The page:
Tag Archives: Gin

A Visit To The Shed Distillery, Drumshanbo

Herself had booked a 2 night stay in the fabulous new Drumhierny Woodland Hideaway lodges – only a short trip down the road from Drumshanbo.

Meeting friends in the lovely Jackalope Café of the distillery itself for a tasty meal I suggested a tour would be in order & a couple of us tagged along on the last one of the day.

An introductory video led us through the Curious Mind of PJ Rigney – leading onto an explanation of not only whiskey production – but gin & vodka too – The Shed Distillery do all.

No photos are allowed on the tour – but we did see the magnificent copper pot stills that make all the lovely spirit – separate stills for each category – with the attendant malty aromas too!

In the well presented tasting rooms we were led through our 1st sample – the delightful Drumshanbo Single Pot Still Irish Whiskey with it’s creamy mouthfeel from the Barra Oats used in the mash-bill.

Interestingly on display were additional grains – including rye – as well as barrel staves – I spotted acacia wood – pointing to exciting future developments from The Shed Distillery.

A gin lab – full of exciting spices & botanicals – complete with replica Sausage Tree for the vodka – rounded off the highly informative & immersive tour before being led to the Honey Badger Bar for a complimentary drink.

A number of choices are available – my curious mind opted for the Sausage Tree Vodka. I can’t say vodka is my usual tipple – but there was some additional depth to the flavour of this extremely well presented offering.

Suitably sated – I had my eyes on the main event – the 2021 Galánta Single Malt release.

Introduced as a limited edition annual release Galánta is delivered non chill filtered, natural colour & 46%

Gentle warming vanilla & caramel offering clean & clear aromas on the nose. Easy gentle mouthfeel develops fuller, richer flavours as it slowly warms the palate. Finishes with a slight prickliness fading away slowly.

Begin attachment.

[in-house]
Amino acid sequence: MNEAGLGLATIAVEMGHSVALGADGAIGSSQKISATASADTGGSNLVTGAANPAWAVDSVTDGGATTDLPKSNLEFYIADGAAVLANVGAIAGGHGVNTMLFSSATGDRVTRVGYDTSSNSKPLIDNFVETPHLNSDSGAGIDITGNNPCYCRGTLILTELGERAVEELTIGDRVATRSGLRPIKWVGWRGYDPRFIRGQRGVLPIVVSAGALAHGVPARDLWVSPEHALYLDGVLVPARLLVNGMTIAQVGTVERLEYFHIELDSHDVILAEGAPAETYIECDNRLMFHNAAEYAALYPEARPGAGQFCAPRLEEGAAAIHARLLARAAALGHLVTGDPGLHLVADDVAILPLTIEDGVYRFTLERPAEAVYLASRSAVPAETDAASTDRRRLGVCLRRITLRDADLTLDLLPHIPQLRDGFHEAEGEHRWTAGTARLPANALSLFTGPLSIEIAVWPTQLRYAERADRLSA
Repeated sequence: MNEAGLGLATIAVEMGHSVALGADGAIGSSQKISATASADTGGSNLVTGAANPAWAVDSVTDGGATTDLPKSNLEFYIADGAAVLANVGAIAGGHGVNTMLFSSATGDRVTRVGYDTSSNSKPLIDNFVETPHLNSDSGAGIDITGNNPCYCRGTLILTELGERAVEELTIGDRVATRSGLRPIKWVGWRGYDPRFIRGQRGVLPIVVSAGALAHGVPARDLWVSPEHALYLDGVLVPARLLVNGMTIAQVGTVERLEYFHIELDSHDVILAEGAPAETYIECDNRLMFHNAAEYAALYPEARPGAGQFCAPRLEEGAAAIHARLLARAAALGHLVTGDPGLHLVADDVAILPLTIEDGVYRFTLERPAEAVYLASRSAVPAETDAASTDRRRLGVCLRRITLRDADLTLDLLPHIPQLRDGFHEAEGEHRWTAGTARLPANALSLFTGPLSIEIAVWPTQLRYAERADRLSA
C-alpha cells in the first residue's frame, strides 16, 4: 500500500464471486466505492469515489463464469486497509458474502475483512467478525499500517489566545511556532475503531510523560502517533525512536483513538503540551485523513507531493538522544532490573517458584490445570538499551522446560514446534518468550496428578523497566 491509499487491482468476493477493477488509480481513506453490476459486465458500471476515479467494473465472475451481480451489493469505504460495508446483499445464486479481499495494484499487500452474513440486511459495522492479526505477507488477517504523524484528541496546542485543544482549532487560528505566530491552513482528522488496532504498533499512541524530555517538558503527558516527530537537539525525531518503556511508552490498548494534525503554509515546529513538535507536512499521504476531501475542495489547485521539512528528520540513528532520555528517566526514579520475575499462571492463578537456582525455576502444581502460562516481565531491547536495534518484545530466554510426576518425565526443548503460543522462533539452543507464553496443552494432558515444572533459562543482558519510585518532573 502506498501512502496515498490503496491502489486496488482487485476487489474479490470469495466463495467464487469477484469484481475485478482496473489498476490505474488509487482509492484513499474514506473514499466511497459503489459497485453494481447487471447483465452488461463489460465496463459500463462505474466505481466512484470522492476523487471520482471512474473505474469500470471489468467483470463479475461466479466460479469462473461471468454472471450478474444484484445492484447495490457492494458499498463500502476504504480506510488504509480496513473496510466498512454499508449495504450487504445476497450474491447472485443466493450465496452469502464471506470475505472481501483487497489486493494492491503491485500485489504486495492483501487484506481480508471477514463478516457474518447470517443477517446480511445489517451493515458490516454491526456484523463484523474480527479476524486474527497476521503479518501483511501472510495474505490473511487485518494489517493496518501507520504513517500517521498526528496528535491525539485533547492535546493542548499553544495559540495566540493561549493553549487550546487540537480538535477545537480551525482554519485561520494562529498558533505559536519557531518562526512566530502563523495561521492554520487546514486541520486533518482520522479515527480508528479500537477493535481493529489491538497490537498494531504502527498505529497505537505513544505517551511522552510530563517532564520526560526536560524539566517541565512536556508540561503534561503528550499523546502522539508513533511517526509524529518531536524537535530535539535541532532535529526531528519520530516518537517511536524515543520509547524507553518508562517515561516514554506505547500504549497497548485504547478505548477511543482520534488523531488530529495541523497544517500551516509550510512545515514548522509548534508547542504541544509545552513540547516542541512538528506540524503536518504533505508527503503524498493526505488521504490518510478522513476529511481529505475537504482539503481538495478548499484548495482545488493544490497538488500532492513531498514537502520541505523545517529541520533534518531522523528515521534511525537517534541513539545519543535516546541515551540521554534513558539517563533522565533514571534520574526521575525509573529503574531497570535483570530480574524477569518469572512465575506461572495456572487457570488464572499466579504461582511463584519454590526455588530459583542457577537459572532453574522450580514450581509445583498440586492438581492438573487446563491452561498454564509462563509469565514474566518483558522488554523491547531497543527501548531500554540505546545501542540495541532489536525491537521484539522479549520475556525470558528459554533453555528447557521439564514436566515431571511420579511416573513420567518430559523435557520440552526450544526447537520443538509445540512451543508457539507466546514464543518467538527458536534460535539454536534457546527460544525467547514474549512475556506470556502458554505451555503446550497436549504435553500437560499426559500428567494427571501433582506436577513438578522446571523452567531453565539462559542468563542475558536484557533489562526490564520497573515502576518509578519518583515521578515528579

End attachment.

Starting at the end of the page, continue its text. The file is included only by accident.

A very elegant & softly stated single malt.

Meanwhile an Express The Curiosity cocktail – from an exciting menu – presented with flair & panache was thoroughly enjoyed by my touring partner.

The Shed Distillery excels all round.

Set in the gorgeous Leitrim countryside – we later walked the Shannon Blueway, indulged ourselves at Beirne’s Bar in Battle Bridge & enjoyed the Gunpowder Gin, Sausage Tree Vodka & Drumshanbo Whiskey all made at The Shed Distillery.

Isn’t it about time you visited?

Sláinte

The Shed Distillery website here.

Drumhierny Woodland Hideaway website here.

Shannon Blueway website here.

Beirne’s Inn website here.

Moore’s Irish Whiskey, 40% & Moore’s Irish Cream Liqueur, 17%

The growing sales & popularity of Irish Whiskey continues to attract new entrants into the category.

Lockdown Brands – you can guess when they were formed – recently released their Moore’s range of spirits.

Moore’s miniatures c/othewhiskeynut

Launched without fanfare or fuss – I picked a miniature pack up in the excellent Celtic Whiskey Shop on my sojourn to Wetherspoons new Keavin’s Port Hotel in Dublin.

Moore’s Whiskey c/othewhiskeynut

Moore’s Irish Whiskey sports a proud stag on the label – with little else over and above the legal requirements.

There’s a sweet sherried depth to the nose, the usual caramel flavours & a bit of a spirity kick.

Smooth, honeyed & mouth coating, the palate gently hugs in an warming embrace.

An engaging dry tingling fades slowly away on the finish.

With ever more esoteric cask finishes & proclamations of provenance – the stripped back simplicity & no nonsense approach of Moore’s is refreshing.

Moore’s Cream Liqueur c/othewhiskeynut

Mariah Carey dominates social media with her Black Irish liqueur – but Moore’s Irish Cream Liqueur faces no legal dispute – as far as I know – and is currently available to purchase in Ireland.

Rather than sporting a golden mermaid look, Moore’s is adorned with a humble grazing cow – the source of the Irish cream used.

In the glass Moore’s Irish Cream Liqueur has the appearance & consistency of rich full-fat milk about it.

Only on nosing & tasting does a whisper of whiskey make it’s presence felt over the rich creaminess & melted milk chocolate experience.

An Irish Wolfhound graces Moore’s Irish Gin – but never having acquired an appreciation of this juniper led category – I’ll leave it to others for appraisal.

Overall I’m somewhat attracted to the laid back & simple approach offered by Moore’s.

There’s a traditional appeal to the honeyed blend style of whiskey.

The brand also puts Co Laois on the spirits map.

Best wishes to Moore Drinks & Lockdown Brands in their new venture.

Mourne DEW Miniature Pack, 40% to 43%.

When a particular distillery’s output wins 2 blind tasting sessions – you take notice.

Both Mourne DEW’s Blend and Single Malt stood out for me,

Tasty trio c/othewhiskeynut

So I purchased their miniature set to try them out side by side.